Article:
10 things you may not know about Melbourne
Touted as the “economic engine” of Brevard County, Melbourne is often regarded as the area’s most bustling city. From its charming downtown, to its business corridors, subdivisions, art district and retail centers, there’s a lot that meets the eye when you visit this south Brevard town. But there’s also a lot that doesn’t meet the eye. Dig a little deeper into this Space Coast city and discover that there’s a lot to Melbourne that even old timers may not know.
Let’s test that knowledge.
Here are 10 things you might not know about Melbourne:
1. Melbourne and Eau Gallie have a controversial past
Eau Gallie wasn’t always part of the city of Melbourne. In fact, it was its own city until 1969 when citizens voted to merge the two areas together. The idea was to put south Brevard on the map, giving it a voice in the state legislature, but also to fix a heap of economic issues, according to a report from FLORIDA TODAY at the time. The merging of the cities would reduce costs for public services. Initially, Melbourne didn’t want to just merge with Eau Gallie, which was one of the fastest growing cities, it wanted to merge with Indialantic, West Melbourne, Melbourne Beach, Melbourne Village, Palm Bay and Palm Shores as well to make it one of the largest cities in the state. The first vote to create the mega-city failed. However, a second vote was taken that went city-by-city, according to the report. All but Eau Gallie rejected the merger.
Another vote was called for a name change, including the proposed name “Harbor City,” but the name Melbourne remained.
To this day, there is still some resentment from Eau Gallie natives who weren’t in favor of the merger.
“You just opened a can of worms,” one commentor posted on a thread FLORIDA TODAY started on Facebook about the topic.
There are even old timers who refuse to use “Melbourne” in their address, some posted.
“A lot of people were upset,” said Trish Harnish, who recalled the merger. “This is an old harbor town and Eau Gallie meant something to a lot of people, including myself. Eventually we got use to it, but it will always be Eau Gallie in my heart.”
Some still allege that the vote to merge was done unfairly.
2. The University of Florida was supposed to be in Eau Gallie
Rewind to the 1870s and everything was on the up and up for Eau Gallie to open the state’s first agricultural college. Thanks to pioneer and politician William Gleason, Eau Gallie won the bid to build the Florida State Agricultural College, the predecessor to the University of Florida.
Gleason was given the go-ahead and a two-story building was erected along the Indian River between Fifth and Sixth Streets, complete with 10 classrooms and a 6-mile road connecting the building to a steam boat landing at Lake Washington for transportation purposes.
However, no students ever attended class at this campus, according to the book “Historic Buildings of Melbourne.”
What’s to blame? Party politics.
Republicans were in power when the project was approved, but a new legislature controlled by democrats took over in 1877. Legislators voted to “remove the college from distant and relatively inaccessible Eau Gallie to a more convenient place,” according to the book, which ended up being Gainesville.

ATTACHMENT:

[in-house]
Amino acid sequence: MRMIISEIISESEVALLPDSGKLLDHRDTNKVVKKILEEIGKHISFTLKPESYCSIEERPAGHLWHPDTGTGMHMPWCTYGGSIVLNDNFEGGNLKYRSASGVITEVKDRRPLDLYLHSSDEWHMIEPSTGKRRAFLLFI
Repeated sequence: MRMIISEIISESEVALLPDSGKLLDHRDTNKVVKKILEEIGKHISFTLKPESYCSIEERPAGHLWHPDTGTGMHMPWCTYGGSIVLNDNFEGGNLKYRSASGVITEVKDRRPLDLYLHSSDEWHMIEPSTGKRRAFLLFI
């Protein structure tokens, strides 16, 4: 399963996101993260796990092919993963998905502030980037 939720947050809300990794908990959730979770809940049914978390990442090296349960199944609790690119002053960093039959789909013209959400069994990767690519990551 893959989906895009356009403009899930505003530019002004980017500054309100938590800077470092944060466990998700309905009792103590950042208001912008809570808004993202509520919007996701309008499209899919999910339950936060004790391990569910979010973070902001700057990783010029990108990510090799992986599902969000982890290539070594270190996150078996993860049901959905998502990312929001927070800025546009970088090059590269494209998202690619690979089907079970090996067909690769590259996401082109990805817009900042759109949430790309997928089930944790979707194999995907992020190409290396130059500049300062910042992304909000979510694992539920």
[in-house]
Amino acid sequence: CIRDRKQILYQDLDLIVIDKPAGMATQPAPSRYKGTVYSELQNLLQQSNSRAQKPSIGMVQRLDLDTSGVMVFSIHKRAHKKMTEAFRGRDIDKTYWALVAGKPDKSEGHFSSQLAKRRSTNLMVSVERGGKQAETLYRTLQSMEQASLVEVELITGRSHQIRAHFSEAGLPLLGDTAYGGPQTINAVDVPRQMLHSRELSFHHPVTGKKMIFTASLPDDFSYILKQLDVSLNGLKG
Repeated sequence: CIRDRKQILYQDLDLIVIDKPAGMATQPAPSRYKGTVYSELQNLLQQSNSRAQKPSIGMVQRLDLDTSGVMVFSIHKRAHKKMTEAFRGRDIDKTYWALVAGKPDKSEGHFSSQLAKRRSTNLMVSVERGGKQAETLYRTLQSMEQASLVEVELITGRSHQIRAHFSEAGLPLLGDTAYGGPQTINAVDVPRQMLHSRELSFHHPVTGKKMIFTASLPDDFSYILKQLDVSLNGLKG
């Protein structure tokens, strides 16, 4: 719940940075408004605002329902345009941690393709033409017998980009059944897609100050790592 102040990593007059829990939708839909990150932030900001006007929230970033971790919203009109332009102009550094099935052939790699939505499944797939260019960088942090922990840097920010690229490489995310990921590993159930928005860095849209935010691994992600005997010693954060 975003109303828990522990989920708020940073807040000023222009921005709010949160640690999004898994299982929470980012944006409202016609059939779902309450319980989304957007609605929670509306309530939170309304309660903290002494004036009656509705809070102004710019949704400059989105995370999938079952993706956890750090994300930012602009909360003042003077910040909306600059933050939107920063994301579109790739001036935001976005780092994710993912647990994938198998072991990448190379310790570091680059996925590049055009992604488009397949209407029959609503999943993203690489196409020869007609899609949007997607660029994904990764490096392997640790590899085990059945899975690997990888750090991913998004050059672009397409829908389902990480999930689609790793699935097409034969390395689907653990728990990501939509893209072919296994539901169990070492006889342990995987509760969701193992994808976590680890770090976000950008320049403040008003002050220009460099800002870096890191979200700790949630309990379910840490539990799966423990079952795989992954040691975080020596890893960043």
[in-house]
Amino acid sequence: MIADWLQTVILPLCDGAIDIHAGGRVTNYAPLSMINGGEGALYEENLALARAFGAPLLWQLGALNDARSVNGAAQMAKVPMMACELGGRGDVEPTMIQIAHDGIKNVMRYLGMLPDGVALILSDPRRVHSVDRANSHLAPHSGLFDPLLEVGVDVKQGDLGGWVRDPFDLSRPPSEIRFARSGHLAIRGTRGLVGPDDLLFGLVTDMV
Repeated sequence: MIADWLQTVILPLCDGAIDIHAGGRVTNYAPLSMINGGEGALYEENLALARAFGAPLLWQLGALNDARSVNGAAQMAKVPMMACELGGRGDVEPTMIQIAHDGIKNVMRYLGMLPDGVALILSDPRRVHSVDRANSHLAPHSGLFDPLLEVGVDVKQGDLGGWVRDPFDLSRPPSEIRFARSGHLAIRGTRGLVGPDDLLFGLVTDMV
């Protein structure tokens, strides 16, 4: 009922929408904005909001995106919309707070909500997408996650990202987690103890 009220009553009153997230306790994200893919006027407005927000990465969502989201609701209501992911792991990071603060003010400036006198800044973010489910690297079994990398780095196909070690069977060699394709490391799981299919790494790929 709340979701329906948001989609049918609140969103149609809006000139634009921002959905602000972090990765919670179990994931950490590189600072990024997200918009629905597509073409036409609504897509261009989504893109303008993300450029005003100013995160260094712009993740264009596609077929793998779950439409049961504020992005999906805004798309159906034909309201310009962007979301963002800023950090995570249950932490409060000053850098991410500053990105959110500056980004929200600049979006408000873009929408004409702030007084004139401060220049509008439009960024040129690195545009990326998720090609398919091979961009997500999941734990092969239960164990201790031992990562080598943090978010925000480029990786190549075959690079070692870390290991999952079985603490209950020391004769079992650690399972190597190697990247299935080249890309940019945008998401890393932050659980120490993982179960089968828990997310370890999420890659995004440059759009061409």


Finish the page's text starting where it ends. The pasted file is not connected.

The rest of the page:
The building was later turned into a hotel, The Granada, until it burned down in 1903.
3. Melbourne has the highest concentration of millennials
A look at United States Census data from the American Community Survey in 2016, shows that if you want to hang with millennials in Brevard, spend some time in Melbourne. FLORIDA TODAY went city by city comparing the number of millennials to the population, and found that Melbourne had the highest concentration. About 20.4 percent of the population in Melbourne is considered a millennial. The city of Cocoa was a close second, with 20 percent of its population being in the millennial category. In this study, millennials are defined as those between the ages of 20 and 34. The smallest concentration of millennials was in Cocoa Beach. Only 11 percent of the city’s population is in that age range, according to the data.
4. Melbourne has one of the best girl-power stories ever
For those who need a little inspiration, look no further than Eau Gallie’s own Caroline “Carrie” Rossetter. In 1921, it wasn’t a good climate for women in the workplace, but that didn’t stop Rossetter from making it big in a man’s world.
Her father, who was the agent for the Standard Oil Company died, and Rossetter was determined to take over the business. She traveled to Standard Oil Board of Directors meeting in Kentucky to plead her case, said Ben Brotemarkle, executive director of Florida Frontiers.
Listening through the keyhole, she overheard the vote over whether or not she would be granted a chance.
“Let the little lady have it! She won’t last a year and we’ll give it to a man!” records state.
With that, Caroline P. Rossetter became the first female Standard Oil Agent.
Not only did she last a year, she continued for another 62 years becoming one of the longest-running and most successful Standard Oil Agents in the country.
Standard Oil is now more commonly known as Chevron. So yeah, she’s kind of a big deal.
Her home in Eau Gallie has been turned into a museum and can be toured for a small fee.
5. FIT was founded thanks to 37 cents and alcohol